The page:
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Old 04-20-2010, 05:28 PM   #16
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elec wire is too short


WE carry some of these on our service van, and have used them on occasion where it is impractical to use an accessible junction box.

While the web site shows one used for a circuit tap, I personally don't use those.

Many electrical suppliers carry these in stock, and don't have a minimum order if you buy them off the shelf.

Finally, yes they are approved for use in single family homes. The text of 1999 NEC Article 336-21 is the same as the 2008 NEC 334.40(B):

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Devices of Insulating Material. Switch, outlet, and tap devices of insulating material shall be permitted to be used without boxes in exposed cable wiring and for rewiring in existing buildings where the cable is concealed and fished. Openings in such devices shall form a close fit around the outer covering of the cable, and the device shall fully enclose the part of the cable from which any part of the covering has been removed. Where connections to conductors are by binding screw terminals, there shall be available as many terminals as conductors.

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Last edited by kbsparky; 04-20-2010 at 05:43 PM. Reason: Emphasis added
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Old 04-21-2010, 11:49 AM   #17
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elec wire is too short


For what it's worth, I talked to my inspector last night. He said he would not approve anything other than an accessible j-box for any splice.

I described the device we are discussing and he said it's a no-go. My suspicion is that he is unaware of these devices and their UL listing, but it means I will have to install a box.
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Old 04-21-2010, 12:44 PM   #18
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For what it's worth, I talked to my inspector last night. He said he would not approve anything other than an accessible j-box for any splice.
The more code I try to read on the subject, the more confused I become.

As an example, it seems like 334.40(B) seems to say it's ok to conceal a device, but it includes switches. Why would you EVER want to allow someone to conceal a switch?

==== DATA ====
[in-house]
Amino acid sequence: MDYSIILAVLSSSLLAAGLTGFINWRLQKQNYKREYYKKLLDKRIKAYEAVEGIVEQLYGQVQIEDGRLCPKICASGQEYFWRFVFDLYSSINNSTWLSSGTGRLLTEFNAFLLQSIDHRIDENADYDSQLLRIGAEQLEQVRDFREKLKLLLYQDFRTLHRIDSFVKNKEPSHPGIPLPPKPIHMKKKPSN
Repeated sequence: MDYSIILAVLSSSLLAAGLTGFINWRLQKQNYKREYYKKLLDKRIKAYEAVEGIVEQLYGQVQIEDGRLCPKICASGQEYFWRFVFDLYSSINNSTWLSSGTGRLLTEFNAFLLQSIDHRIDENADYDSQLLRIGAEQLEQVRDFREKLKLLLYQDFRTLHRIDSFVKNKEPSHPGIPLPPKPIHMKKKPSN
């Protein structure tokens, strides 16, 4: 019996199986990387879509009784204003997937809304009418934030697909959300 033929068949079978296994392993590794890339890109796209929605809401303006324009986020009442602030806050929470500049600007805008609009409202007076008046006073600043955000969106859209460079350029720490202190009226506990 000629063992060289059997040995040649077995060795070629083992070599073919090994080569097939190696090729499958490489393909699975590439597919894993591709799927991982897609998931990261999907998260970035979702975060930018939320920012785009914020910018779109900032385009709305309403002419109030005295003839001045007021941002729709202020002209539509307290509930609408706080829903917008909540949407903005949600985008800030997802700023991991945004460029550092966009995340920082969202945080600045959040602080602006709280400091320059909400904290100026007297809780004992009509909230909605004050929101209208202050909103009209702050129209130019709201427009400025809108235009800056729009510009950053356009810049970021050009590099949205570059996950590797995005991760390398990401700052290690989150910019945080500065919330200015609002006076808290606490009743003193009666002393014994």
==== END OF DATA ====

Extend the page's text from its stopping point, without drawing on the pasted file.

Even if you pointed out 334.40(B), the inspector could still logically shoot it down because you are trying to make a "splice" and not a "switch", "outlet", or "tap" AND you are not fishing the wires (they are already in the wall presumably nailed to studs). Though why that would make a difference I can't say.
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Old 04-21-2010, 01:25 PM   #19
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elec wire is too short


The wires were fished, not attached to studs. I will nail it to the studs myself. I'm just going to install a box to make it easier.
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Old 04-21-2010, 04:03 PM   #20
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elec wire is too short


I don't think it says that the "device" may be buried, just that it does not need a box.

When the "device" is something like a switch, it is of course not buried.
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Old 04-21-2010, 04:17 PM   #21
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I don't think it says that the "device" may be buried, just that it does not need a box.

When the "device" is something like a switch, it is of course not buried.
See, this is where things start getting confusing...

The idea that the "device" doesn't need a box is simple to understand.

But when you start talking about the "device" being used on a cable [that] is concealed and fished, how can the cable be concealed but the device not?


I can understand secutanudu's inspector turning down the device. I also get the feeling that 334.40(B) doesn't apply to his situation. But other than the word "splice", I can't come up with a valid argument as to why.
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Old 04-21-2010, 08:47 PM   #22
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elec wire is too short


I am checking with our local building official on Thursday. These are worth every penny if you don't want to see a couple of blank covers in the ceiling.
Thanks KBsparky
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Old 04-21-2010, 08:53 PM   #23
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elec wire is too short


For me I'd rather have a box
I don't like splices, can't imagine burying one in the wall
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Old 04-21-2010, 09:05 PM   #24
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elec wire is too short


KB Sparky. They are very much in use in Europe. Thy're called "Chocolates" (Not the edible kind). What about accessibility???!! (The ultimate symbol of confusion)!
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Old 04-21-2010, 09:13 PM   #25
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elec wire is too short


Quote:
Originally Posted by secutanudu View Post
For what it's worth, I talked to my inspector last night. He said he would not approve anything other than an accessible j-box for any splice.

I described the device we are discussing and he said it's a no-go. My suspicion is that he is unaware of these devices and their UL listing, but it means I will have to install a box.
The UL listing only affirms that the device is functioning as per the ratings. (i.e.; mechanical strength; good contact; electrical ratings: But as for the method of installation (accessibilty, etc.) the UL has nothing to say about. The NEC is the authority on that!!

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